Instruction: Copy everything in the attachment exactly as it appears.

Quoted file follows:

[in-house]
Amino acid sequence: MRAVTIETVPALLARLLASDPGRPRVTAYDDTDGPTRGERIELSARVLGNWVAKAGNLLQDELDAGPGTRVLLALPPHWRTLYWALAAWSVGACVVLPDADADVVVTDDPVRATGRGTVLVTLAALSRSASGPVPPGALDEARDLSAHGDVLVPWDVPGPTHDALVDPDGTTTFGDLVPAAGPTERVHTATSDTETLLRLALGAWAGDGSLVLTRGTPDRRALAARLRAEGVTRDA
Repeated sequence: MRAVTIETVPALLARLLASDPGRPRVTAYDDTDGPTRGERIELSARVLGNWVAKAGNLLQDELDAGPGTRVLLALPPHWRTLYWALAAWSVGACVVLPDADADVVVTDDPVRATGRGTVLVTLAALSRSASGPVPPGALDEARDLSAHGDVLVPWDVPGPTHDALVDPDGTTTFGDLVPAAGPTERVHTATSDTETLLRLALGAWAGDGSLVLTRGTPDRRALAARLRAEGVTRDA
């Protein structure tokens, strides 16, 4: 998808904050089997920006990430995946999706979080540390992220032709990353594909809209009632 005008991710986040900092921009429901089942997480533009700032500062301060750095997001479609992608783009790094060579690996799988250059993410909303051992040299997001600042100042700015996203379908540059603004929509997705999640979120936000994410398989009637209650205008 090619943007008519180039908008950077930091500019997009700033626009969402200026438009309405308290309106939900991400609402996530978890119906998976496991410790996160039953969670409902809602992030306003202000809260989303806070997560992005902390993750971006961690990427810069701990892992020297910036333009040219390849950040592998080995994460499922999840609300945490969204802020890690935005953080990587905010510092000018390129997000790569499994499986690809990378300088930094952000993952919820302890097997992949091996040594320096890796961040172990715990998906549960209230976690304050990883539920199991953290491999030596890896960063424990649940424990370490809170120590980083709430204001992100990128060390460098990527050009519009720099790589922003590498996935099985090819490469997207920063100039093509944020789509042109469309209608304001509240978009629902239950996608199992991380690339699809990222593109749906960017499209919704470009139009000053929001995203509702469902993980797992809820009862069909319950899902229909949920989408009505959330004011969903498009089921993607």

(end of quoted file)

[in-house]
Amino acid sequence: MRAVTIETVPALLARLLASDPGRPRVTAYDDTDGPTRGERIELSARVLGNWVAKAGNLLQDELDAGPGTRVLLALPPHWRTLYWALAAWSVGACVVLPDADADVVVTDDPVRATGRGTVLVTLAALSRSASGPVPPGALDEARDLSAHGDVLVPWDVPGPTHDALVDPDGTTTFGDLVPAAGPTERVHTATSDTETLLRLALGAWAGDGSLVLTRGTPDRRALAARLRAEGVTRDA
Repeated sequence: MRAVTIETVPALLARLLASDPGRPRVTAYDDTDGPTRGERIELSARVLGNWVAKAGNLLQDELDAGPGTRVLLALPPHWRTLYWALAAWSVGACVVLPDADADVVVTDDPVRATGRGTVLVTLAALSRSASGPVPPGALDEARDLSAHGDVLVPWDVPGPTHDALVDPDGTTTFGDLVPAAGPTERVHTATSDTETLLRLALGAWAGDGSLVLTRGTPDRRALAARLRAEGVTRDA
């Protein structure tokens, strides 16, 4: 998808904050089997920006990430995946999706979080540390992220032709990353594909809209009632 005008991710986040900092921009429901089942997480533009700032500062301060750095997001479609992608783009790094060579690996799988250059993410909303051992040299997001600042100042700015996203379908540059603004929509997705999640979120936000994410398989009637209650205008 090619943007008519180039908008950077930091500019997009700033626009969402200026438009309405308290309106939900991400609402996530978890119906998976496991410790996160039953969670409902809602992030306003202000809260989303806070997560992005902390993750971006961690990427810069701990892992020297910036333009040219390849950040592998080995994460499922999840609300945490969204802020890690935005953080990587905010510092000018390129997000790569499994499986690809990378300088930094952000993952919820302890097997992949091996040594320096890796961040172990715990998906549960209230976690304050990883539920199991953290491999030596890896960063424990649940424990370490809170120590980083709430204001992100990128060390460098990527050009519009720099790589922003590498996935099985090819490469997207920063100039093509944020789509042109469309209608304001509240978009629902239950996608199992991380690339699809990222593109749906960017499209919704470009139009000053929001995203509702469902993980797992809820009862069909319950899902229909949920989408009505959330004011969903498009089921993607």